By: Dr. Chris Wedding, Managing Partner
1. Investor interest in energy storage is high — perhaps irrationally high
Enthusiasm around the energy storage sector is more feverish than ever. This is simultaneously encouraging and concerning.
Important questions remain. Here are a few:
Despite such rationale thinking, many investors want in on the action. Consider the statistics below from the website AngelList, a trusted resource for angel and venture capital investors.
2. Most battery investors are angel and venture capital investors — for now
Technology — both software and hardware — are today’s investment focus. As such, angel and venture capital investors drive this discussion.
The table below from the witty and savvy data scientists at CB Insights offers a great summary of who’s investing in energy storage technology.
(Source: CB Insights)
3. Project financing for batteries is coming — albeit slowly
Given the industry’s youth, examples of infrastructure investment in this sector are hard to find.
However, energy storage projects, not technology, will receive the vast majority of capital in the years to come.
Let’s look at two examples of investors deploying capital for battery project finance. The table below is compiled using data from the good folks at GreenTech Media and Crunchbase.
(Sources: GreenTech Media, CrunchBase)
As the costs of batteries continue to fall roughly 10% per year, and as technology performance and warranties improve, more debt and infrastructure investors will get into the game. Bloomberg’s graph below illustrates how fast prices have fallen for batteries used in vehicles.
Cost Decline for Electric Vehicle Battery Packs: 2010-2015
4. Oil and gas majors want a piece of the energy storage opportunity
As an article at OilPrice.com put it, “Who cares why the [global] temperature is rising?”
Said differently, regardless of where an individual, investor, or company stands on the issue of climate change (**), the opportunity to profit from the shifting global energy mix is very attractive, if not historic.
Consider McKinsey research which projects that the global energy storage market could be worth $90B to $635B by 2025, depending in part on adoption of electric vehicles.
Or take a look at the figure below illustrating how Total, one of the world’s seven supermajor oil and gas conglomerates, is investing in energy storage, amongst its broader renewable energy investments (e.g., 66% ownership in solar powerhouse SunPower).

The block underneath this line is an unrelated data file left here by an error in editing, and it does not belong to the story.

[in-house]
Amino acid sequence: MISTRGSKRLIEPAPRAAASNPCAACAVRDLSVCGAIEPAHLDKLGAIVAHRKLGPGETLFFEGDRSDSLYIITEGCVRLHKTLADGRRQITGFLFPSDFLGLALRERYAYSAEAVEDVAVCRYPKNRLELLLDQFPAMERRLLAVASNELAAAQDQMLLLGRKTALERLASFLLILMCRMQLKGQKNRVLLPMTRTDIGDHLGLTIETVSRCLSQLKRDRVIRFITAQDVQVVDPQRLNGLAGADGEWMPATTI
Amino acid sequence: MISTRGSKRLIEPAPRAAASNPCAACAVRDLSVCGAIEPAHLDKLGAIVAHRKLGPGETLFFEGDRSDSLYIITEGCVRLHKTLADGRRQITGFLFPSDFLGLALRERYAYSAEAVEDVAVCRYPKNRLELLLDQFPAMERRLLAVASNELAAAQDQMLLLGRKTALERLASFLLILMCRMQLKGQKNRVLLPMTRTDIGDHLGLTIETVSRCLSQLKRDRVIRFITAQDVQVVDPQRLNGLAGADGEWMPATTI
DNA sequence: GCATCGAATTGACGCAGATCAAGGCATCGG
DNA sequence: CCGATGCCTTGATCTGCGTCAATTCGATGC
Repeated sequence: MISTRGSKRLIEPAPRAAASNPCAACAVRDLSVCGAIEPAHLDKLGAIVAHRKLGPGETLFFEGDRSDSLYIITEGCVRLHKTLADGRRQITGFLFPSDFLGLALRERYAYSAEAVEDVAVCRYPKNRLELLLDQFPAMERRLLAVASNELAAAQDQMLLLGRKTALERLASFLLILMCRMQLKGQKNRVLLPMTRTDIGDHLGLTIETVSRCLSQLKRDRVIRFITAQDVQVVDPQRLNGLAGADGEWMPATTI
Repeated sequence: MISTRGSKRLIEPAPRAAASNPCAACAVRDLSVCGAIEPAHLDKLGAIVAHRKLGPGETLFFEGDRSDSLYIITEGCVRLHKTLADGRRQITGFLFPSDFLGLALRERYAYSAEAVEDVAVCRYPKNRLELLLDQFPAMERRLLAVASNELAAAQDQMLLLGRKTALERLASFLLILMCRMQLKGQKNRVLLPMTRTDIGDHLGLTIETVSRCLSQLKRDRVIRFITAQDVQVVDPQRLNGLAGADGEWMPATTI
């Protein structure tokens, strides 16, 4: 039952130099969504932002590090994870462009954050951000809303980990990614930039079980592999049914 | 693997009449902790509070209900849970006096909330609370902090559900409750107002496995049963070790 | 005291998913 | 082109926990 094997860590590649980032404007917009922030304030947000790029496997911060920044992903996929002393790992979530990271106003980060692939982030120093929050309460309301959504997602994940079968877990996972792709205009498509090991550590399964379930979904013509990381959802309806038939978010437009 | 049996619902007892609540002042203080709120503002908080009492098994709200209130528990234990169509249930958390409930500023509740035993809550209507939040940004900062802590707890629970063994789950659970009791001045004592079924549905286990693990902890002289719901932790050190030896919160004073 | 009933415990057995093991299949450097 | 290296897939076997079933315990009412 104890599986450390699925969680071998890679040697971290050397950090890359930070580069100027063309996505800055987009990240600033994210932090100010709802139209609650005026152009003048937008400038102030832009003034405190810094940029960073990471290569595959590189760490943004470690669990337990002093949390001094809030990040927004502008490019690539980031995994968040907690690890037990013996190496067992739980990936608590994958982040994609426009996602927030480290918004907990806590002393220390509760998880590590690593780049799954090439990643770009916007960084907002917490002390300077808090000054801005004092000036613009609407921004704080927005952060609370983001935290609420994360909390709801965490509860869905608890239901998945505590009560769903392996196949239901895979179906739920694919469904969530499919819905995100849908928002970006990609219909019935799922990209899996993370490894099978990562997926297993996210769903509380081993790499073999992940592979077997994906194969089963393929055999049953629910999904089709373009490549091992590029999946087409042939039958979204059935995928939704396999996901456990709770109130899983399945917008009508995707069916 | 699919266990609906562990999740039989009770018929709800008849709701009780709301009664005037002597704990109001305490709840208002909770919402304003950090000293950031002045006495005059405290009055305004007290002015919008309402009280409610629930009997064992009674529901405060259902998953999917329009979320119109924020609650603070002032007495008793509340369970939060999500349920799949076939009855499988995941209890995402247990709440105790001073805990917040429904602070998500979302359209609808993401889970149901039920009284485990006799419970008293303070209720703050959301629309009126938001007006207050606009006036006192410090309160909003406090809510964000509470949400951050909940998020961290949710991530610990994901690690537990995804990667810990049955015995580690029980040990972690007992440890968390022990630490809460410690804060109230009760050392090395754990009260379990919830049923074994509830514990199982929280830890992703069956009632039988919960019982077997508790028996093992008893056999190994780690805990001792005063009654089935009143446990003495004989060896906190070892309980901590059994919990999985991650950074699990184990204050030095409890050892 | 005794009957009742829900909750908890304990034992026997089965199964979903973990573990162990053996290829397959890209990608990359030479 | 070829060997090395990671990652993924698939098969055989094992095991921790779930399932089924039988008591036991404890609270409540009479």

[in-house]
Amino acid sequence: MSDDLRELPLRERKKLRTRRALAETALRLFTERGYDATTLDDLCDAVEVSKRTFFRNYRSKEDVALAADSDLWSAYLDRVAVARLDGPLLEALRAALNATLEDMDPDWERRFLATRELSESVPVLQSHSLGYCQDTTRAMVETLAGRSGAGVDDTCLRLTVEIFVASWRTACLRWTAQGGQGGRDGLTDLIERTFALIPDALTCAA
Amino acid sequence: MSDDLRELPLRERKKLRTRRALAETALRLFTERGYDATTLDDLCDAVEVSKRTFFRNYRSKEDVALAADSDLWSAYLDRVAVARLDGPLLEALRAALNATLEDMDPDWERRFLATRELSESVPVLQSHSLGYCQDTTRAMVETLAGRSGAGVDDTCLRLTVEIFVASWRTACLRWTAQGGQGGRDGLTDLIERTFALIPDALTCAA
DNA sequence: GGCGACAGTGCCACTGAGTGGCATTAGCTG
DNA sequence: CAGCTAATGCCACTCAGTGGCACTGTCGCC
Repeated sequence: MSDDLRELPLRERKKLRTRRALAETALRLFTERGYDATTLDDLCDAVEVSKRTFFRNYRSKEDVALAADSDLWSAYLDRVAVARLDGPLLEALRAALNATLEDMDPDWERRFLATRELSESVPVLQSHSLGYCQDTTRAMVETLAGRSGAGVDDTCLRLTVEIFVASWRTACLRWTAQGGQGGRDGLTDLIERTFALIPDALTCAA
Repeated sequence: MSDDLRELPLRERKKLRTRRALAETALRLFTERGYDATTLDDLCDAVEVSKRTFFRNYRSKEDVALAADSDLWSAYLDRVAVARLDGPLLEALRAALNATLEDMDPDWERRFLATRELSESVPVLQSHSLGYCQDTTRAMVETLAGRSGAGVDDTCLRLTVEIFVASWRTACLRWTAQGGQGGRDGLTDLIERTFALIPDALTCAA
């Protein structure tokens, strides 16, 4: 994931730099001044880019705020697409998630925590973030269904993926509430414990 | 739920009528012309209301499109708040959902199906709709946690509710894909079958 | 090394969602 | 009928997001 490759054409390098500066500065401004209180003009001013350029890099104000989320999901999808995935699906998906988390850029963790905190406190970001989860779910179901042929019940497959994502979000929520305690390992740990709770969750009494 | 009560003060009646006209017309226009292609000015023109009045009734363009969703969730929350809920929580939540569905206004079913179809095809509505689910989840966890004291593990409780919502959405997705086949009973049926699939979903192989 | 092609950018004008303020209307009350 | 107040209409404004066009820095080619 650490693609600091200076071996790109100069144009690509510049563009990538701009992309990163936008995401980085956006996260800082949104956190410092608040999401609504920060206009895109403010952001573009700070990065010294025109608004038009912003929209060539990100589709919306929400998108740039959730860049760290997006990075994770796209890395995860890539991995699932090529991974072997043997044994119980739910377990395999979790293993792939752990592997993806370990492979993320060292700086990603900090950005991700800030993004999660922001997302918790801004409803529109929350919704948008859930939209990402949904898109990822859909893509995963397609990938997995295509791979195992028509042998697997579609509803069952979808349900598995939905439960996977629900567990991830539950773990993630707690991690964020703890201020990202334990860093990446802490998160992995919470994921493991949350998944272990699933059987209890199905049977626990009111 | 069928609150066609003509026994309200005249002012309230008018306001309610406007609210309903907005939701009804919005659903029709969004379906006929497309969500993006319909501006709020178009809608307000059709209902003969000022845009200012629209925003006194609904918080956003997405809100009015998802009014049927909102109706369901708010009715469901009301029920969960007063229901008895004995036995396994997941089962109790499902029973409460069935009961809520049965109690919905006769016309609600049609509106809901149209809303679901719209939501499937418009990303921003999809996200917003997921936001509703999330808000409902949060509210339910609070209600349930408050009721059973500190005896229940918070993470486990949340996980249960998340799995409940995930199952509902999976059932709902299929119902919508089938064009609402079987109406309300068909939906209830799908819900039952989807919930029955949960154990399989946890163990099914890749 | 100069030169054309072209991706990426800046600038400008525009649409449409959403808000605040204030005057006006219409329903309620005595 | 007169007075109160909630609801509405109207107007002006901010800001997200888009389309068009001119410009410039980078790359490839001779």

Total’s Investments in Energy Storage and Other Renewable Energy
Other oil and gas giants are also making bets on energy storage, such as:
** We are not climate change scientists, but we defer to those who are: According to the US federal government (NASA), over 97% of actively publishing climate scientists agree that climate change over the past century is extremely likely due to human activity. Moreover, at least 18 of the world’s leading scientific organizations (e.g., US National Academy of Sciences) have issued public statements endorsing this position.
5. Lithium batteries are not the (only) opportunity
When I speak to investors about the energy storage market, many are worried about technology risk.
While the Energy Storage Association tells me there are over 70 battery chemistries being tested or deployed, research shows that there is just one dominant family of battery chemistries. Lithium-ion batteries made up 96% of all batteries installed in the US in 2015.
More importantly, as the market demands batteries with longer duration, installations may shift away from lithium-ion, which are typically discharged in increments of seconds and minutes or perhaps two hours, to longer duration batteries, such as flow batteries.
GreenTech Media’s projections below illustrate how investors may want to think about growth segments and technology as the market shifts from largely utility-scale installations to almost half of storage deployments taking place behind the meter.
US Energy Storage Installations (MWh, left) &
Battery Duration (hours, right): 2015-2021E
(Source: GreenTech Media)
If industry soothsayers are correct, and the energy storage market today is where the solar market was in 2005, then we could see substantial investment opportunities in this sector.
But do not jump in with both feet.
Warranties, balance sheets, developer assumptions on revenue and cost, track record, and policy enablers all require an extra set of eyes.
(And, yes, we would be happy to help on that front.)
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